The coming election promises to be the tightest not only in terms of popular vote but also electoral votes, with margins of less than 20 and even as little as 10 between the two candidates. This writer has noted since 2011 that the outcome will depend upon whether Obama can turn out the vote for those who supported him in 2008 but who have become deeply discouraged and disappointed in his pro-corporate policies and constant concessions to business and Republicans since the summer of 2010. If these erstwhile supporters vote with their backsides and stay home, Obama will lose. That raises the ironically strange outcome of the US electing a financial speculator-banker, Romney, four years after the same crowd of banker-speculators brought us the banking crash of 2007-08 and the chronic no-recovery economy (for us, not them) of the past four years. The choice for the US electorate in this strange national election year has been to vote either for a set of policies that have not brought general economic recovery (Obama) and that will likely not do so for another four years, or to vote for a set of policies (Romney) that will make conditions still worse and return the US to yet another reshuffled version of Bushonomics-Reaganomics that has contributed much to the current continuing economic crisis.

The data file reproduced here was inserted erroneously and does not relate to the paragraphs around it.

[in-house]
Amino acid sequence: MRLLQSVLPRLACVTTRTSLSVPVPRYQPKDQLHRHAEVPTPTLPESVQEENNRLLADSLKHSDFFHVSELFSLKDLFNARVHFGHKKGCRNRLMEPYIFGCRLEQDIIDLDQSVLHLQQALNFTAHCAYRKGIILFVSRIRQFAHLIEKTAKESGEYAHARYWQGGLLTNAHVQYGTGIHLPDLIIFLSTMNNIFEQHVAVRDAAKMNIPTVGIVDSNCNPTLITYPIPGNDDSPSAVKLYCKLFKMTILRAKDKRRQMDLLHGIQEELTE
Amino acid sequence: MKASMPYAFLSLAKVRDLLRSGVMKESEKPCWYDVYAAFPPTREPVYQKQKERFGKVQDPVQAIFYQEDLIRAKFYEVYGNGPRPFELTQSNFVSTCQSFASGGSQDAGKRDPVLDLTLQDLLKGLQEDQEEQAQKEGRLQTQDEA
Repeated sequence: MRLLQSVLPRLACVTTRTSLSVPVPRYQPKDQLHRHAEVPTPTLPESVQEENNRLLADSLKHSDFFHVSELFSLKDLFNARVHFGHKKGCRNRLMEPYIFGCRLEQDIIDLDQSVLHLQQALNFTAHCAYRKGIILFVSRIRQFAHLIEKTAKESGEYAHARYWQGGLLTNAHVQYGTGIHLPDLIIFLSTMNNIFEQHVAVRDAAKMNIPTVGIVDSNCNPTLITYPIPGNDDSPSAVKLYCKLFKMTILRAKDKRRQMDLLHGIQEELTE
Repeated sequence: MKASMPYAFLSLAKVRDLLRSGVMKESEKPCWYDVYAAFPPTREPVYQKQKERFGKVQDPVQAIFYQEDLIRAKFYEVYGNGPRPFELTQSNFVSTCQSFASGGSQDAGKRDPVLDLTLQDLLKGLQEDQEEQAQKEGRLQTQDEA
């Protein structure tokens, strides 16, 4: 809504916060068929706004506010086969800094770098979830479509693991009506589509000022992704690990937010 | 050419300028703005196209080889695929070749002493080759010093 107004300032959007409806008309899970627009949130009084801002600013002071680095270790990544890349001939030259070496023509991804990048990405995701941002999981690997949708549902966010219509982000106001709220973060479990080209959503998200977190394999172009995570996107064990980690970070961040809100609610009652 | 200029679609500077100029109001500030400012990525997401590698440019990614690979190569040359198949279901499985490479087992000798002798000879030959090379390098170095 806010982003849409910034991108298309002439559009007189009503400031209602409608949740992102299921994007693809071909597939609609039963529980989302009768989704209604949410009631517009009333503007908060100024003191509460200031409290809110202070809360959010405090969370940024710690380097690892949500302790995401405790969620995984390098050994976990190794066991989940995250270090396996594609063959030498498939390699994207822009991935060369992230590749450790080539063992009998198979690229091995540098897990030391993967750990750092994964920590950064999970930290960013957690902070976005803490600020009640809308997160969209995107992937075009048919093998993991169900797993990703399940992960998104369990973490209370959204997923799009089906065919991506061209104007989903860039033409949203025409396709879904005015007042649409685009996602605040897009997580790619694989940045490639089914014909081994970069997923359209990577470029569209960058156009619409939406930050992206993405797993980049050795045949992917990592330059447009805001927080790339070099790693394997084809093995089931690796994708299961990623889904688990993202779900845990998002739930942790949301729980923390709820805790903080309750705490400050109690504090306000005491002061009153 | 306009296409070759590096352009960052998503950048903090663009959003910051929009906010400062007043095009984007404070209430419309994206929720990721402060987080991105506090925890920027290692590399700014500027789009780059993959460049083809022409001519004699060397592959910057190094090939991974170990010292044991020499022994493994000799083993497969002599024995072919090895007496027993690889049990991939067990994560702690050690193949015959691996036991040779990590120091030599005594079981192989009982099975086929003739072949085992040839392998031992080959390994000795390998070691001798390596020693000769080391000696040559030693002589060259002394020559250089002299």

It’s all the more strange, given that a national Gallup poll recently showed that 61% of independents are in favor of another political party, neither Democrat or Republican, and even 60% of liberals and conservatives say the same.
What the current election debates and the past decade together have shown is that there isn’t a two party system in America. There’s a one-party system with two wings. Time to create a true alternative, is it not?

Dr. Jack Rasmus
October 31, 2012
Jack is the author of the 2012 book, ‘Obama’s Economy: Recovery for the Few’, and host of the radio show, ‘Alternative Visions’, on the Progressive Radio Network, PRN.FM. He blogs at jackrasmus.com and can be followed on twitter at #drjackrasmus. His website is http://www.kyklosproductions.com.